Cardiovascular and metabolic responses of active sitting while performing work-related tasks
Stability balls and active-balance sitting chairs have recently emerged as a way to reduce sedentary behaviours in office settings. The purpose of this study was to determine differences in caloric expenditure and heart rate between a standard chair (SC), stability ball (SB) and active balanced sitting chair (ST) while performing work-related tasks. Participants (n = 20) performed a 10-minute randomised reading and typing task while sitting on the SC, SB and ST. For both the reading and typing tasks, heart rate (HR), caloric expenditure per minute and metabolic equivalents were all significantly greater (i.e. 6–13%; 19–40%; 18–39%, respectively) while using the ST when compared to the SC and SB. No significant differences were observed between the SB and SC for any of the comparisons. The ST produced a greater HR response and caloric expenditure than the SC or SB, indicating that active balanced sitting may be a feasible way to increase energy expenditure in an office setting. Practitioner summary: The purpose of this study was to determine differences in cardiovascular and metabolic responses to various forms of office chairs. The key finding was that active sitting on a balance chair significantly increased heart rate and caloric expenditure as compared to a stability ball and standard chair.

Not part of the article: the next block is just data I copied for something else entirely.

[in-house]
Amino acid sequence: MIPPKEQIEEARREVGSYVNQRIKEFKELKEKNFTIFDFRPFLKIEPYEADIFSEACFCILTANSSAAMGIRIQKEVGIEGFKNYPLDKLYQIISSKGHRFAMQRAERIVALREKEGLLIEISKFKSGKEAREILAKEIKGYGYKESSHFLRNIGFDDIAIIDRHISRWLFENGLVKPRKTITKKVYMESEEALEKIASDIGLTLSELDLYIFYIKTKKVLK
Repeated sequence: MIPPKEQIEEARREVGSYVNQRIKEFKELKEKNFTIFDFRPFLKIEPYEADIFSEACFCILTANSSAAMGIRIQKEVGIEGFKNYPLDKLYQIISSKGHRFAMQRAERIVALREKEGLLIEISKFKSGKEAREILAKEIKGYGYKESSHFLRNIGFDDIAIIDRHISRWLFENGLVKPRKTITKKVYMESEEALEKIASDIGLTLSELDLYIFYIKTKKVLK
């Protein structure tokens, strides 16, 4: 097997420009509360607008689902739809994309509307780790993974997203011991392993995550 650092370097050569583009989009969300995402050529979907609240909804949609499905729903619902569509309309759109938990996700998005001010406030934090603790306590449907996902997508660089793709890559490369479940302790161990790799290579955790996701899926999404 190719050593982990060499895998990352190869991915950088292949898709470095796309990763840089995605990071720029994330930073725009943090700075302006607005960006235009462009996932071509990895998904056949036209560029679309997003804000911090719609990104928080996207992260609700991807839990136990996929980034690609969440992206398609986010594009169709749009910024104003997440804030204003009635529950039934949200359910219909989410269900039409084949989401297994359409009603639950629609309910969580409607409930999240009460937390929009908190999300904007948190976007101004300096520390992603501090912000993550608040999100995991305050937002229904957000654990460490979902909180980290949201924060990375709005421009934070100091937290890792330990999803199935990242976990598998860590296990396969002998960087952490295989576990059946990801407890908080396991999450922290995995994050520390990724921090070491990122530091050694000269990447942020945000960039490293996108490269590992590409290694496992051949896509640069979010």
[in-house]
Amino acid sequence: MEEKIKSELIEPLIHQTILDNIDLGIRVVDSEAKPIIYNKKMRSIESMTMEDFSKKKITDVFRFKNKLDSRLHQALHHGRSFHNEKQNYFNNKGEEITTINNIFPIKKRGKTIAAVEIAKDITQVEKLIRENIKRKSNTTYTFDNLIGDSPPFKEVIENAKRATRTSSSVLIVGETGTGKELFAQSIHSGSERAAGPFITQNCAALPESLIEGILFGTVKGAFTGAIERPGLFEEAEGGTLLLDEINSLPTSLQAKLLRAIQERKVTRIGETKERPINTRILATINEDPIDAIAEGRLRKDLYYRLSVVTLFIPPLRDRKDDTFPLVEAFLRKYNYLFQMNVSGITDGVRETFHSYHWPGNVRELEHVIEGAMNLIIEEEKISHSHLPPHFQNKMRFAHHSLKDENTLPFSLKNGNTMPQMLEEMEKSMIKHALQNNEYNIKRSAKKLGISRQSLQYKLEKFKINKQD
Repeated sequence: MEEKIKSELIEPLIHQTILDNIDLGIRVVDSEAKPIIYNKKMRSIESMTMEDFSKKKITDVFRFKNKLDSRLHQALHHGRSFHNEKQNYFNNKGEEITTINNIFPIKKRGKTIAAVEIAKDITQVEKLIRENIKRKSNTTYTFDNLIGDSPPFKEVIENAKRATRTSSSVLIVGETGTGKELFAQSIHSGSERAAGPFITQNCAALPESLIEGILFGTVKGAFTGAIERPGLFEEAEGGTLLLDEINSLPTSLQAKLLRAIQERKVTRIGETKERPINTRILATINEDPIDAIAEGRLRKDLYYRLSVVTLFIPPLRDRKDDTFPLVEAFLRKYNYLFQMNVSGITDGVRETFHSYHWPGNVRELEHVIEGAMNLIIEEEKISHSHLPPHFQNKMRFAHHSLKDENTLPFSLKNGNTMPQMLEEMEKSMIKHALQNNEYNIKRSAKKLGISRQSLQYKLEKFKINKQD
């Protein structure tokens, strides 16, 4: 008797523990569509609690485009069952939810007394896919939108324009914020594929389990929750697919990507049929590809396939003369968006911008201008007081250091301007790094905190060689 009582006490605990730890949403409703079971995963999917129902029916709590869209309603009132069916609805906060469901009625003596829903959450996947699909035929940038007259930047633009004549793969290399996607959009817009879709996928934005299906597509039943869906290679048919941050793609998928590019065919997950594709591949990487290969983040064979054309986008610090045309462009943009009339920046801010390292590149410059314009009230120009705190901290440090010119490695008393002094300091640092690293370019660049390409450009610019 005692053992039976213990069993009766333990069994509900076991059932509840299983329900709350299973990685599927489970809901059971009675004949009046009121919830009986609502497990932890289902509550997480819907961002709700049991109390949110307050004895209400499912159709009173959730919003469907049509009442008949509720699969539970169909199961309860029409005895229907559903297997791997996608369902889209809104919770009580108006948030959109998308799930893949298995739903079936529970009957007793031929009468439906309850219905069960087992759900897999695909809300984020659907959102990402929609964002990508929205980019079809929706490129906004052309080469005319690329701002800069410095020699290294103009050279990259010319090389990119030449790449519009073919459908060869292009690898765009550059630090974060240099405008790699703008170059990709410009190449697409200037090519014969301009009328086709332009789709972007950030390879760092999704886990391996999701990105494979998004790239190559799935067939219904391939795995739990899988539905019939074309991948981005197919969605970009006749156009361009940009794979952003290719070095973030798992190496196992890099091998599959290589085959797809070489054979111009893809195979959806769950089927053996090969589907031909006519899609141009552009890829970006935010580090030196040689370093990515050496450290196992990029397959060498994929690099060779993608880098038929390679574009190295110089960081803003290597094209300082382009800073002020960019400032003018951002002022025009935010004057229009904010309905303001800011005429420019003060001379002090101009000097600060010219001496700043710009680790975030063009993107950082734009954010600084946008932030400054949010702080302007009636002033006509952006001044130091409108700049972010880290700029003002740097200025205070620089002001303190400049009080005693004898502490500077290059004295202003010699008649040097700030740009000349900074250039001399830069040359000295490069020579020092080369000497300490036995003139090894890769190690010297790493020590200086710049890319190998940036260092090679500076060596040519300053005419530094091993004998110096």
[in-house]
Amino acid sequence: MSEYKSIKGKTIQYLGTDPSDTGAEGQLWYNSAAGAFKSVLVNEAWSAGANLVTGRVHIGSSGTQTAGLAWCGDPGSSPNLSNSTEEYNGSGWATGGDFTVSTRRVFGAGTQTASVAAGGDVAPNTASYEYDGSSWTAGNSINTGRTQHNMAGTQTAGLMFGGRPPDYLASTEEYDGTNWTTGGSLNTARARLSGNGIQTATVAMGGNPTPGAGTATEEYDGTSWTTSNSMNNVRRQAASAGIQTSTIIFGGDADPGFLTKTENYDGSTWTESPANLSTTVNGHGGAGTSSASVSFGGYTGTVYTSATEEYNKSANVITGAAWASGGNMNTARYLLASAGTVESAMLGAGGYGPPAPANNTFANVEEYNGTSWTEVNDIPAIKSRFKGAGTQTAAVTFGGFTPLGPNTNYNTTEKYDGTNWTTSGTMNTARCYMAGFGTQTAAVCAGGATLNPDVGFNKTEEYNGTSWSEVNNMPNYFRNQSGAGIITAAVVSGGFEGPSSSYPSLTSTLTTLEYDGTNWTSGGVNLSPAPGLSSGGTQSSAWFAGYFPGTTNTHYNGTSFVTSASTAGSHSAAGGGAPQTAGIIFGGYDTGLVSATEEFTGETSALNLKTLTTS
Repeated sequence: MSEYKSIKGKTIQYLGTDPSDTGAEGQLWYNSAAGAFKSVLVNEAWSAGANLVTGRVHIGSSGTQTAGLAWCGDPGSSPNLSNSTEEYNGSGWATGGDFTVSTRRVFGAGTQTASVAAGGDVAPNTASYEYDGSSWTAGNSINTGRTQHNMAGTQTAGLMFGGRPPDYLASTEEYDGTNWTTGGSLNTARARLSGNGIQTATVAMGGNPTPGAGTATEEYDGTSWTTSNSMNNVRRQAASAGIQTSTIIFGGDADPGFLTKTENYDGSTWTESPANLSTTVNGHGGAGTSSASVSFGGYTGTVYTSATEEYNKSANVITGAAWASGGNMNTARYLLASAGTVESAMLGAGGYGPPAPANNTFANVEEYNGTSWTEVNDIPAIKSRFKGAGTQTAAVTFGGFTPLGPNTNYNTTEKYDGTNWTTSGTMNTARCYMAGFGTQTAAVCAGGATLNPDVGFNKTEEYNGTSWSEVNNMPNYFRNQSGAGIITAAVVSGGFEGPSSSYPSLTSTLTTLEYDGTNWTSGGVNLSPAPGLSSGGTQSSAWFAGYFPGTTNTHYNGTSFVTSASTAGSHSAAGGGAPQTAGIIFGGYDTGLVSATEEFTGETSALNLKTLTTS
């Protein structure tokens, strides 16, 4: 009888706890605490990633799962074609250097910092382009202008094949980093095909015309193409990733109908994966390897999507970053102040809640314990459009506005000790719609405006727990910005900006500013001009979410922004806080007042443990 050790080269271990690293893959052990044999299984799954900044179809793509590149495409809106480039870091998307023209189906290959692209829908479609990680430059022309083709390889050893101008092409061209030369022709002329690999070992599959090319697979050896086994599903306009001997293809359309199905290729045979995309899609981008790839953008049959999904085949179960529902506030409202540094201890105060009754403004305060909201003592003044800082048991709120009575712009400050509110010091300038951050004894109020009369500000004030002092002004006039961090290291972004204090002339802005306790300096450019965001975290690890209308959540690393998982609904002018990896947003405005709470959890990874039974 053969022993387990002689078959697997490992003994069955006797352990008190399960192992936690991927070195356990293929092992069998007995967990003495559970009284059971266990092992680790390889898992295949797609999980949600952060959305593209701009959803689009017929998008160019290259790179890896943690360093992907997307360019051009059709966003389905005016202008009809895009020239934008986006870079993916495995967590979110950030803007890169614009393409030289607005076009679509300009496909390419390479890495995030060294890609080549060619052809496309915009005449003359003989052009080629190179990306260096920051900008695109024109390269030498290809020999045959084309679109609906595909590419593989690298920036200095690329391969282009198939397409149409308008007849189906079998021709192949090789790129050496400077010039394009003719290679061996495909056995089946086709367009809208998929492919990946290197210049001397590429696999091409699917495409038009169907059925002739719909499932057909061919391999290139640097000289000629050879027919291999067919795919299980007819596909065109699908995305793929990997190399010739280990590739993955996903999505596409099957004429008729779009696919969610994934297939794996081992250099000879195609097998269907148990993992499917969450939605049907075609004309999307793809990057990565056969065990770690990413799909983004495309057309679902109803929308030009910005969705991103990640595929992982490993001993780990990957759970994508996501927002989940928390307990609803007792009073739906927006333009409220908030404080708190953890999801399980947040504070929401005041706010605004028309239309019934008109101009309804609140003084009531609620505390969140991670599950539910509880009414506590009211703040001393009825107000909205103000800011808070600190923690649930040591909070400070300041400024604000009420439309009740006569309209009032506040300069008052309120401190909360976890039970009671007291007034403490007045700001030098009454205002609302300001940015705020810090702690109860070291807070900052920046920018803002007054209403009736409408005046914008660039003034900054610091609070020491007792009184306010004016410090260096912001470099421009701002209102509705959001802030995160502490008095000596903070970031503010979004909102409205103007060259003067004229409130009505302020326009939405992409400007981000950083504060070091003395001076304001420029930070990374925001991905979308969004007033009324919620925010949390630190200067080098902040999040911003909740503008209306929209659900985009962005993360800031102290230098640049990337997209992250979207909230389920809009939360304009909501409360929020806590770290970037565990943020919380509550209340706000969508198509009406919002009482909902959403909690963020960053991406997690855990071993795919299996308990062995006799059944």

active workstation, energy expenditure, Stability ball, standing desk
Snarr, Ronald L., Emily L. Langford, Greg A. Ryan, and Sydni Wilhoite. "Cardiovascular and metabolic responses of active sitting while performing work-related tasks." Ergonomics 62, no. 9 (2019): 1227-1233.